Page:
Black Bean Stuffed Corn Gorditas

Recipe by Tami Ganeles Weiser; photo contributed by Sarah Jane Green Yield:  8 gorditas
Prep Time:  40 minutes Cook Time:  20 minutes

Black Bean Stuffed Corn Gorditas

This is a meal that is fun to make and even more fun to eat. Great for zesty lunch, light supper or brunch, it’s spunk-i-fied black beans stuffed into handmade fat and fast flatbreads. Gorditas (“little fatties”) are popular throughout Central America and truly quick. You stuff it with any filling you like—from leftover chicken to tempeh. It’s dairy-free, gluten-free, and vegan. It pairs very well with our Yucatan Citrus Fruit Salsa. In the height of summer, try a tomato, mango, or peach salsa, especially with fresh grilled fish. Make them a little smaller for party finger foods and serve with cold Mexican beer or a pitcher of lime-y margaritas.


Gordita Dough:

2 cups masa harina, plus more for dusting

1 tablespoon cornstarch

1 teaspoon baking powder

2 cups warm water

¼ cup corn or other neutral oil, divided

1 teaspoon salt


¼ cup olive oil

½ small red onion, thinly sliced

½ teaspoon salt

2 cups cooked frozen or canned black beans, drained and well rinsed

2 teaspoons ancho chili powder or guajillo chili powder

1 teaspoon finely chopped fresh oregano

1 teaspoon ground cumin


  1. In a large mixing bowl, combine the masa harina, cornstarch, and baking powder and mix to incorporate completely. Add the warm water, 1 tablespoon of the corn oil, and salt and mix well to make a dough; it should be just a bit sticky. Divide the dough into equal 8 portions and roll into balls, putting a bit of masa on your hands if need be to keep from sticking. Place the balls on a tray lined with parchment paper and cover with plastic to keep them from drying out.
  2. If you have a tortilla press, line it with 2 pieces of parchment (top and bottom) and gently press one dough ball at a time to a thickness of about ¼ inch. If you do not have a press, place a dough ball between two pieces of parchment and, using the bottom of a skillet, press down, again until it’s about ¼ inch thick.
  3. Heat a large skillet over medium-high heat and add 1 tablespoon of the remaining corn oil, setting aside the other 2 tablespoons for each batch. Heat the oil until it shimmers; then peel the parchment away and gently place the gordita into the hot pan. After about 1 minute, reduce the heat to medium and cook for about  3 to 4 minutes. Flip with a spatula, and cook for another 3 to 4 minutes on the other side. The gordita will be lightly browned and crusty on the top and bottom, but a bit darker on the top (the darker side is the one that was cooked  down first). Transfer to a platter and cover with aluminum foil. Repeat with the remaining gorditas, and place each on the platter with sheets of parchment paper between them.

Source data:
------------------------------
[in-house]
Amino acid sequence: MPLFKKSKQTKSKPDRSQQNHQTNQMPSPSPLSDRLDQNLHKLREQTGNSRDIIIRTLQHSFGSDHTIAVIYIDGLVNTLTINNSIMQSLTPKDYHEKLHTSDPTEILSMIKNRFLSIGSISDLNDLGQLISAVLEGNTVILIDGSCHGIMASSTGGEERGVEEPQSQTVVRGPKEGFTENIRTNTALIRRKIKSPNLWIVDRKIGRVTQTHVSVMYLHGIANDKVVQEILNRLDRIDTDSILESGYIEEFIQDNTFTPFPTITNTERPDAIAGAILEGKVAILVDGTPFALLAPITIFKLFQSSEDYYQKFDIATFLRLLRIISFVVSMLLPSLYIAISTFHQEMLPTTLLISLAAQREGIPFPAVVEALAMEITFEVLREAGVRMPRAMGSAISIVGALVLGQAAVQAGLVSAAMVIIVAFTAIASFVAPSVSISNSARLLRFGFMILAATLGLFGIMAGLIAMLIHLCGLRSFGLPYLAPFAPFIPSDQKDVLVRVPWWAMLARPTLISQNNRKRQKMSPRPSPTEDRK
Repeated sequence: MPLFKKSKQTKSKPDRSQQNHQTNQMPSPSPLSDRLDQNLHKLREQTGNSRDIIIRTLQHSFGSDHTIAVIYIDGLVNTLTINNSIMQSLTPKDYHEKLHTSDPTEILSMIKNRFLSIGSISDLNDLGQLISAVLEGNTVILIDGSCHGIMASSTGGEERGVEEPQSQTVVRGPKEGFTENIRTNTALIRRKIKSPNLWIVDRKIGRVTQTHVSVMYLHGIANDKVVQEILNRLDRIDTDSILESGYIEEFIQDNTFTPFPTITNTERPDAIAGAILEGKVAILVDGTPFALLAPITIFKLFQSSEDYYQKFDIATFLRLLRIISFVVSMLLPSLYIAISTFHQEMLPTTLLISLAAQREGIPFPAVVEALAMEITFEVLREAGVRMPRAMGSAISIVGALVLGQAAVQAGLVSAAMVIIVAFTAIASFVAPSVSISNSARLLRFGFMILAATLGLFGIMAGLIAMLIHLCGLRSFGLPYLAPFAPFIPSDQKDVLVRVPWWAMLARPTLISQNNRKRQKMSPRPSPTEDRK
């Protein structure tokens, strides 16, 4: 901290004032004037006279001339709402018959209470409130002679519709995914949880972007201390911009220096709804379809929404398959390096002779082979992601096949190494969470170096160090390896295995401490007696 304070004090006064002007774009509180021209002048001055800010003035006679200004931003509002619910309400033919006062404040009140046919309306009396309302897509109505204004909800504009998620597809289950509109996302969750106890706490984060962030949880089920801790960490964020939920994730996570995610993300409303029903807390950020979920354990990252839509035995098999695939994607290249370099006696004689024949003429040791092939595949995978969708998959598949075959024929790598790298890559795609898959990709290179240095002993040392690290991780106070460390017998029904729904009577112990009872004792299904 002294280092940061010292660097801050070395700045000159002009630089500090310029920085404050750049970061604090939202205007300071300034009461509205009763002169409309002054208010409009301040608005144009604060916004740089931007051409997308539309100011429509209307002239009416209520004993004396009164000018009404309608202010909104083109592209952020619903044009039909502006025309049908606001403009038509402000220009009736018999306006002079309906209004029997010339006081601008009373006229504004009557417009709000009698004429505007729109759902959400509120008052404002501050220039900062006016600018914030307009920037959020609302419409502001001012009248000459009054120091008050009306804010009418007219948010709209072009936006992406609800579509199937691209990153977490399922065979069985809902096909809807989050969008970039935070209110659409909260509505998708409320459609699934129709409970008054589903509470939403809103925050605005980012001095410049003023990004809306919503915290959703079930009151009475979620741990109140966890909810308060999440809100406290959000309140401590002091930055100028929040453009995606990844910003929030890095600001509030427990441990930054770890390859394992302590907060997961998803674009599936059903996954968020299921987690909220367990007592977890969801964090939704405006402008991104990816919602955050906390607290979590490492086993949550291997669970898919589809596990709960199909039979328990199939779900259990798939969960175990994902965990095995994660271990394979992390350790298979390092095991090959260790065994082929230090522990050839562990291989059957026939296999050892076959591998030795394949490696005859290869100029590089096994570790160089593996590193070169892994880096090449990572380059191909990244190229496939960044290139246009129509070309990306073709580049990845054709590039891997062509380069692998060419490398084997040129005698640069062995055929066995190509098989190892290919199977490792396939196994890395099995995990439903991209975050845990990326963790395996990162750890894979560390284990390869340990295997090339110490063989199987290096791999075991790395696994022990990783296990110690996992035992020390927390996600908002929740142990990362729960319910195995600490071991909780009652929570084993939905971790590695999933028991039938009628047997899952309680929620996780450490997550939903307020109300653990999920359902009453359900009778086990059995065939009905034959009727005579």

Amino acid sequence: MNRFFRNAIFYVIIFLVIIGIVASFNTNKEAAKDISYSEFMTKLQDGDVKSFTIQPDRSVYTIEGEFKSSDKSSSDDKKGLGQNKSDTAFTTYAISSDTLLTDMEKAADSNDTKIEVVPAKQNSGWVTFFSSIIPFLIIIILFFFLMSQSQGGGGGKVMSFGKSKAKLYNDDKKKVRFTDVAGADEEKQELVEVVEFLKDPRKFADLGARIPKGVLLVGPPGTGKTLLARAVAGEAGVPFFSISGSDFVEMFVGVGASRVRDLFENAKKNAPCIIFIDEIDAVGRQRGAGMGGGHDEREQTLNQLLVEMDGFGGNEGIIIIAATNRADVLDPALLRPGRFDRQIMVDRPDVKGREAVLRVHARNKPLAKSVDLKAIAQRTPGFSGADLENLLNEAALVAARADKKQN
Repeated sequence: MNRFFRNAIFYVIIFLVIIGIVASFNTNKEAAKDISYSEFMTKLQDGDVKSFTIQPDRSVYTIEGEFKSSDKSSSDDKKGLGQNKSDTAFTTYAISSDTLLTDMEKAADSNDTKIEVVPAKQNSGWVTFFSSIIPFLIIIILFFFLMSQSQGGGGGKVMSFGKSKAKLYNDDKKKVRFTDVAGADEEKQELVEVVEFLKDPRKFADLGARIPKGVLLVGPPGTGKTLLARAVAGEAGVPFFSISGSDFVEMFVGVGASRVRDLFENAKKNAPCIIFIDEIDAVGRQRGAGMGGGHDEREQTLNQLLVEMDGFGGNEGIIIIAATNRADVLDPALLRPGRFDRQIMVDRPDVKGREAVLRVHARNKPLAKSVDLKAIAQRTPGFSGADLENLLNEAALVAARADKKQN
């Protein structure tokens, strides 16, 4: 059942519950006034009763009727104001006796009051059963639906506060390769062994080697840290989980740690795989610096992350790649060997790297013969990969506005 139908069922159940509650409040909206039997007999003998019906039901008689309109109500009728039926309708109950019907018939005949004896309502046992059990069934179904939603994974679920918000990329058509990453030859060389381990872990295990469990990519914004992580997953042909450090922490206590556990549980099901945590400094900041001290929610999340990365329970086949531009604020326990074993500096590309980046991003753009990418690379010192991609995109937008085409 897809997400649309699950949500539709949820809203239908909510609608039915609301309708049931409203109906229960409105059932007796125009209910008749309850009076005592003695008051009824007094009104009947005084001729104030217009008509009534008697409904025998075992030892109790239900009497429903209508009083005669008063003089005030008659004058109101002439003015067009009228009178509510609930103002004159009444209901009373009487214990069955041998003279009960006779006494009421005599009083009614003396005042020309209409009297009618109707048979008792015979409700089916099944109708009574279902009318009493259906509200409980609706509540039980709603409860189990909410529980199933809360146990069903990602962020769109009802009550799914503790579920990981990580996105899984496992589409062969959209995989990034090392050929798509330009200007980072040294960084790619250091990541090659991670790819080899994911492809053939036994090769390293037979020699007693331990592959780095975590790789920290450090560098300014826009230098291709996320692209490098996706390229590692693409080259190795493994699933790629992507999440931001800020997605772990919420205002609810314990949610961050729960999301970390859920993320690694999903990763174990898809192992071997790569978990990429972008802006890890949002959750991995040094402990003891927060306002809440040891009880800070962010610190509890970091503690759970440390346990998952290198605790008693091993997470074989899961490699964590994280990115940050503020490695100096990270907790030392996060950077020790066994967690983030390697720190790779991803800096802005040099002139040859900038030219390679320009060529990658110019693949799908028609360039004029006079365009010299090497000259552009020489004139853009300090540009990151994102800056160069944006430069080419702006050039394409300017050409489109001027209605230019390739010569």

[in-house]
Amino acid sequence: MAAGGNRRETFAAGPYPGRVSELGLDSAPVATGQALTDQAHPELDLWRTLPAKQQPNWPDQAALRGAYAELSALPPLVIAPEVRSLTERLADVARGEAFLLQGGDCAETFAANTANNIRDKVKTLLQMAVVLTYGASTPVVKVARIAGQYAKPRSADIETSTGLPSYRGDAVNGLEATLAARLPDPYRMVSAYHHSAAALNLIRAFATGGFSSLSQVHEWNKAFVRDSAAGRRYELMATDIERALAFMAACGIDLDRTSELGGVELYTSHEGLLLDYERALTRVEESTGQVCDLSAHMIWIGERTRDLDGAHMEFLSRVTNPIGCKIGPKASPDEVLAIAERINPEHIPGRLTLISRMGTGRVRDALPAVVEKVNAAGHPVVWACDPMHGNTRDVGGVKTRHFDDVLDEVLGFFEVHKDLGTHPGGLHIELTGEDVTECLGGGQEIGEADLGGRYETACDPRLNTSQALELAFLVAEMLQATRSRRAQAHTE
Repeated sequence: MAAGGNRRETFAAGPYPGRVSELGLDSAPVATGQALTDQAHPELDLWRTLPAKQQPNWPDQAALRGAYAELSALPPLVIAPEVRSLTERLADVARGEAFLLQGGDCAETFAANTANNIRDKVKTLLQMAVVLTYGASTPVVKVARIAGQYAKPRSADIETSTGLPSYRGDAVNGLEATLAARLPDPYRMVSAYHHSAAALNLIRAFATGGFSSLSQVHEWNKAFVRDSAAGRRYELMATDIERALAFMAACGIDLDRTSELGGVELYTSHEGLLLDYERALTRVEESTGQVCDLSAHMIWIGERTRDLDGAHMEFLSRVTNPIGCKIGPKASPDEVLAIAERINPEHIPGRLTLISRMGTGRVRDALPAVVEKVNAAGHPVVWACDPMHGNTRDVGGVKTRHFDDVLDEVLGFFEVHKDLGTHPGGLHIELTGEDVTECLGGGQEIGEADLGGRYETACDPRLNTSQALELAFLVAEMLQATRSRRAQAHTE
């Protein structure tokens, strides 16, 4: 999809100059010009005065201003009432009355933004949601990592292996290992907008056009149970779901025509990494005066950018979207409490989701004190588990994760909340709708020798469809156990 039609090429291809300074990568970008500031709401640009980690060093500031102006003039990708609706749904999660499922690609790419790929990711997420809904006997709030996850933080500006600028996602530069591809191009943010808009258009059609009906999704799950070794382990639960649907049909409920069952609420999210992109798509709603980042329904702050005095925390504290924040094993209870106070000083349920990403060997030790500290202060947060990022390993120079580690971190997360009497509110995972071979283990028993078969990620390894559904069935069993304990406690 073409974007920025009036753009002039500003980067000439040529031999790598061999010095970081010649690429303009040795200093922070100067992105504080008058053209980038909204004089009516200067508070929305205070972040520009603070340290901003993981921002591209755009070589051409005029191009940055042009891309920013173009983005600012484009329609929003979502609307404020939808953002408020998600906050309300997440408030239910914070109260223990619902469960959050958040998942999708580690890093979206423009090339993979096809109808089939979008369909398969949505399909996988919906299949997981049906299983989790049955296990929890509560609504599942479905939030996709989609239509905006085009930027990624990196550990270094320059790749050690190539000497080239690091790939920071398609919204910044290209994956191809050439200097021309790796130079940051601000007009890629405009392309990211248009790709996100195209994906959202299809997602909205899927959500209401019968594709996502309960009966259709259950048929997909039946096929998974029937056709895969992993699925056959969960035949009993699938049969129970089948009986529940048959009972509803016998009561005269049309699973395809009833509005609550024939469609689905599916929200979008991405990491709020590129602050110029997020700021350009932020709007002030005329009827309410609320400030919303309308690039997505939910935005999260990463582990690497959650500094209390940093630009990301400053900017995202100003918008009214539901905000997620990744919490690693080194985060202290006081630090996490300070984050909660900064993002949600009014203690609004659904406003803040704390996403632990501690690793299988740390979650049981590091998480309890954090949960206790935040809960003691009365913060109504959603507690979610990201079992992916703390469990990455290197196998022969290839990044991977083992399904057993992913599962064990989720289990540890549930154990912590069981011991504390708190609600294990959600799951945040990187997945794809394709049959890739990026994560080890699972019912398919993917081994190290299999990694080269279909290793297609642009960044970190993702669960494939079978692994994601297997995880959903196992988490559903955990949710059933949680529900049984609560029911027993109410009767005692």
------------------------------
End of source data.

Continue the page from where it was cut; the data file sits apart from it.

4. Make the filling: In a medium pot set over medium-high heat, heat  the olive oil until it shimmers. Add the onions and cook, stirring, for about 3 minutes, until translucent and soft.  Add the black beans, ground ancho chili powder, oregano and cumin, and stir to incorporate, smooshing about half the beans with the back of the spoon while the mixture heats. Cook for about 5 minutes, or until completely heated through. Remove from the heat and keep warm.
  5. Place the gordita, darker side up, on a work surface and, with a sharp knife, slice it open (horizontally) about two-thirds of the way through, leaving it attached at one end like an open pita pocket. Fill with about ¼ cup of the black bean filling. Repeat with the remaining gorditas and beans.
  6. Serve immediately with Yucatan Citrus Fruit Salsa.

Kitchen Tips

  1. Unstuffed gorditas can be frozen with parchment paper between them. Separate, place on a baking sheet prepared with non-stick cooking spray, cover with foil and heat in at 300°F for 15 minutes or until very hot. You can then remove them, cut, fill  and serve.
  2. They can also be deep fried from a slightly defrosted state in a skillet filled with 3 to 4 inches of corn oil heated to a temperature of 365°F. Turn halfway through and fry until they are puffy and a pale chestnut brown on both sides. The fried ones have to be served quickly to maintain crispiness.


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